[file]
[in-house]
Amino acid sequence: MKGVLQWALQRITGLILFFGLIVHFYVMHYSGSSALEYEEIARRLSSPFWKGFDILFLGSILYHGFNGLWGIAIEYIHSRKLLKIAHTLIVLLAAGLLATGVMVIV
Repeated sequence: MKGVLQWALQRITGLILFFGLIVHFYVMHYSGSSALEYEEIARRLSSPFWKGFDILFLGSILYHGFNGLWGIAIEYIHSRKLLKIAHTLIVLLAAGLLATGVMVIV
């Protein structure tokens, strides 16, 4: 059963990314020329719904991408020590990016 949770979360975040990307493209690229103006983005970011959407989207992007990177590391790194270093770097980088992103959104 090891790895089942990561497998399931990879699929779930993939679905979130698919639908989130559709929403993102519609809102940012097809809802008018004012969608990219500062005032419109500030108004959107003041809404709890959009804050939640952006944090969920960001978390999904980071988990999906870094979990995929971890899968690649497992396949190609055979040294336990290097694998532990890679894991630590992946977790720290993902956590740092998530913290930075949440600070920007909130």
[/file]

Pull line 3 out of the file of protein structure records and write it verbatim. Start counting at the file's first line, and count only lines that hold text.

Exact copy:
Repeated sequence: MKGVLQWALQRITGLILFFGLIVHFYVMHYSGSSALEYEEIARRLSSPFWKGFDILFLGSILYHGFNGLWGIAIEYIHSRKLLKIAHTLIVLLAAGLLATGVMVIV